Gastric Sleeve Surgery

Gastric Sleeve – Introduction

gastric sleeveGastric sleeve surgery (also known as sleeve gastrectomy) is similar to gastric bypass as it attempts to make the stomach smaller so that it can hold less food, and it may be prescribed for severely obese individuals. Obesity affects millions of people worldwide and is often the root cause of other diseases like heart disease, diabetes, joint and bone diseases and even cancer. The smaller size of the stomach ensures a rapid feeling of fullness after small meals and it prevents overeating to some extent.

The procedure

Gastric sleeve surgery can be done under general anesthesia wherein the patient is rendered unconscious during the operation. The surgeon makes a large incision in the abdomen

Heavy exercise, lifting weights or bending over are not advised in the initial few weeks after the operation.
to approach the operative site, or make a number of smaller incisions, to perform the operation under the guidance of a small camera at the tip of one of the thin instruments. This is called the laparoscopic approach.

During the operation the surgeon removes a large part of the stomach, the rest of the stomach is made into a tube like cavity or sleeve with the size of approximately that of a banana. Since the rest of the stomach is removed, this weight loss surgery is not reversible.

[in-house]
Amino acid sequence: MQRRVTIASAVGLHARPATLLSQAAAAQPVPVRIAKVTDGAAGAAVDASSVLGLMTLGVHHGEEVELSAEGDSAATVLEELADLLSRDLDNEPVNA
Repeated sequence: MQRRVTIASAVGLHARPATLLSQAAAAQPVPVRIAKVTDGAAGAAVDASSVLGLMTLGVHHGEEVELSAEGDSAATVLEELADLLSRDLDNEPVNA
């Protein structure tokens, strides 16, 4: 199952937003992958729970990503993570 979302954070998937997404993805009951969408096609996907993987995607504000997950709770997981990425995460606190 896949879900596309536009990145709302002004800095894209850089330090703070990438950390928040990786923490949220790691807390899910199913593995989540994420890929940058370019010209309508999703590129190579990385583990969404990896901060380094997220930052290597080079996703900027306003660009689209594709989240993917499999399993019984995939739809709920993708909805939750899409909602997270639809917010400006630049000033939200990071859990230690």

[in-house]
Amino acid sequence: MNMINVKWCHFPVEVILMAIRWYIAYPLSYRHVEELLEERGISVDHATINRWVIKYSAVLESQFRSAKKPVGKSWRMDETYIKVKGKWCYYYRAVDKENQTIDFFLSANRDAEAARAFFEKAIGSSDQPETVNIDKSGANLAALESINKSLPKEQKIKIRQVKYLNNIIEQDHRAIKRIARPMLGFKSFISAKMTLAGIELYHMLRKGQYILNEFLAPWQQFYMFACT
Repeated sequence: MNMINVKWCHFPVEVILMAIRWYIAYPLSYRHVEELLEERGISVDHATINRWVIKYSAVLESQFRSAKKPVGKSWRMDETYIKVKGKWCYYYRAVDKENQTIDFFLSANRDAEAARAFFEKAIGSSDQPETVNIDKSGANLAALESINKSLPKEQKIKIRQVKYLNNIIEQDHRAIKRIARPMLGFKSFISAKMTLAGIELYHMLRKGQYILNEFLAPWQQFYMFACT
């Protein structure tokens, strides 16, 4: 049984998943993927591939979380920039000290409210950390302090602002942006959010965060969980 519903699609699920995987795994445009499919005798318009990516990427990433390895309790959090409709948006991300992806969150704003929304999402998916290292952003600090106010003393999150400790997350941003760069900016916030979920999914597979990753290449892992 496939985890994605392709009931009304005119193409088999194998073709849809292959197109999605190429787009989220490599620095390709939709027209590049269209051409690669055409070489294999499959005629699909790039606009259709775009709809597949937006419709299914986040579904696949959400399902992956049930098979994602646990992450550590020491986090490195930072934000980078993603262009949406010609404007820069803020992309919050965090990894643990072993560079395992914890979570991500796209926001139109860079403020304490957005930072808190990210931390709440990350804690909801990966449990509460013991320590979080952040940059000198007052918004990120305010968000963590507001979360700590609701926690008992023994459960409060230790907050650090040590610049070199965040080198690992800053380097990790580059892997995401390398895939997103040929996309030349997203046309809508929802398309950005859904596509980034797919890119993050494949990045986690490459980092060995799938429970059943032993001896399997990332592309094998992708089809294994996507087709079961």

Post operative symptoms

Sleeve gastrectomy patients may experience some pain which can be relieved with pain killers, plus they could also experience some diarrhea and nausea after the operation. Heavy exercise, lifting weights or bending over are not advised in the initial few weeks after the operation.


Some risks and considerations

Some complications may include bleeding or leakage of stomach’s contents into the abdominal cavity, which can lead to a life threatening infection called peritonitis. Additionally, this operation could raise the risk of getting gallbladder stones or blood clots that may clog blood vessels in the brain or lungs leading to life threatening complications.

Patients may also suffer from anemia after the operation due to poor nutrition. In the long term, there could be malnourishment or deficiency of vitamins and nutrients due to the operation, but this can be corrected by taking prescribed vitamins and other nutritional supplements. A diet plan will be drawn up for the patient after the surgery plus initially (for one month approximately) after the operation the patient will be advised to take only liquid or soft foods that can be handled by the smaller stomach, until the wounds of the surgery are fully healed.

Slowly, solid foods can be introduced but the patient is advised to chew food very well and stop immediately when they feel full, over eating may lead to nausea or even vomiting. Drinking high calorie liquids like sodas and sweetened beverages will negate the usefulness of the operation and the patient will not lose weight as expected after gastric sleeve surgery.

Lifestyle considerations

Weight loss surgery is not just a procedure that removes fat and it is not a cosmetic procedure. Patients who have been prescribed this operation need to be counseled before hand on the extent of the weight loss that is possible after a gastrectomy sleeve surgery. In addition to the surgery a healthy lifestyle incorporating a balanced diet, regular physical activity and avoidance of high calorie foods and alcohol will help to maintain the weight loss and improve general health.

Health Links:

Springer.com – Sleeve Gastrectomy Information.

Compare Gastric Sleeve Estimated Cost.



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